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### Re^3: Random Derangement Of An Array

 on Dec 07, 2008 at 20:38 UTC ( #728778=note: print w/replies, xml ) Need Help??

in reply to Re^2: Random Derangement Of An Array
in thread Random Derangement Of An Array

Here is a recent article describing a simpler algorithm for sampling derangements. I also found slides for the presentation. Since the paper is so recent, I guess this means that a small modification of Fisher-Yates is unlikely to generate derangements, since someone would have already come up with it by now. Still, their algorithm is in-place and has better expected running time than retrying Fisher-Yates until you get a derangement.

Here is a Perl implementation I whipped up. It is slightly odd because I followed their lead and used array indexing from 1.

```sub rand_derangement {
my \$n = shift;
return if \$n == 1; ## no derangements of size 1

## precompute \$D[n] == number of derangements of size n
my @D = (1,0);
push @D, \$#D * (\$D[-1] + \$D[-2]) while \$#D < \$n;

my @A = (undef, 1 .. \$n);
my @mark = (1, (0) x \$n);

my (\$i, \$u) = (\$n, \$n);

while (\$u > 1) {
if (! \$mark[\$i]) {
my \$j = 0;
\$j = 1 + int rand(\$i-2) while \$mark[\$j];

@A[\$i,\$j] = @A[\$j,\$i];

if ( rand(1) < (\$u-1) * \$D[\$u-2] / \$D[\$u] ) {
\$mark[\$j] = 1;
\$u--;
}
\$u--;
}
\$i--;
}

return @A[1..\$n];
}

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Re^4: Random Derangement Of An Array
by dcturner (Initiate) on Dec 08, 2008 at 19:11 UTC

Here is a recent article describing a simpler algorithm for sampling derangements...

Ah yes, that's nice. I think there is a slight buglet in the given code:

\$j = 1 + int rand(\$i-2) while \$mark[\$j];

\$j = 1 + int rand(\$i-1) while \$mark[\$j];

should it not? Also it could hit an overflow bug for \$n > 12, because d_n gets quite large quite quickly. Even with 64-bit ints you overflow for \$n > 20. The same approximation works for your method as for mine: for \$n > 12 the value (n-1)d_{n-2} / d_n is very close to 1/n.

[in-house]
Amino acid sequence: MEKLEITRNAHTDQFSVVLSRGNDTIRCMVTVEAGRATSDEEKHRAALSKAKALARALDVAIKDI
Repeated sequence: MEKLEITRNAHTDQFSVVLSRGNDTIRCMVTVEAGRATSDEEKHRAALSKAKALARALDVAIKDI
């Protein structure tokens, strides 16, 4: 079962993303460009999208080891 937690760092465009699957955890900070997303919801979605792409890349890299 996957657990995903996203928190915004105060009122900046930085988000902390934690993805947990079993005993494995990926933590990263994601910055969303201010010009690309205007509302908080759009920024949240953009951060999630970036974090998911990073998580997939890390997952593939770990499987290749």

The iterative version of the recursive program that I wrote above is as follows. It's a bit convoluted because the recursion d_n = (n-1) (d_{n-1} + d_{n-2}) is second-order, so you have to work a bit harder than for a first-order recursion. It's also in-place and requires only a constant amount of auxiliary storage. Plus it certainly terminates, whereas the rejection method merely almost certainly terminates :) On the minus side, it is a bit quadratic (although with low probability). Side-by-side, they run pretty similarly it seems.

```sub random_derangement {
my (\$n) = @_;

my @d = (1, 0, 1, 2, 9, 44, 265, 1854, 14833, 133496,
1334961, 14684570, 176214841);

my @t;
my \$i = \$n;
while (\$i--) {
my \$m = int(rand(\$i));
\$t[\$i] = \$m;
if (\$i <= 12) {
\$i -= 1 if (int(rand(\$d[\$i]+\$d[\$i-1])) < \$d[\$i-1]);
} else {
\$i -= 1 if (int(rand(\$i+1)) == 0);
}
}

for (\$i = 0; \$i < \$n; \$i++) {
if (defined(\$t[\$i])) {
my \$m = \$t[\$i];
\$t[\$i] = \$t[\$m];
\$t[\$m] = \$i;
} else {
my \$j = \$i+1;
my \$m = \$t[\$i+1];
while (\$j--) {
my \$k = \$j < \$m ? \$j : \$j-1;
\$t[\$j]
= \$t[\$k] < \$m ? \$t[\$k] : \$t[\$k]+1;
}
\$t[\$i+1] = \$m;
\$t[\$m] = \$i+1;
\$i += 1;
}
}

return \@t;
}

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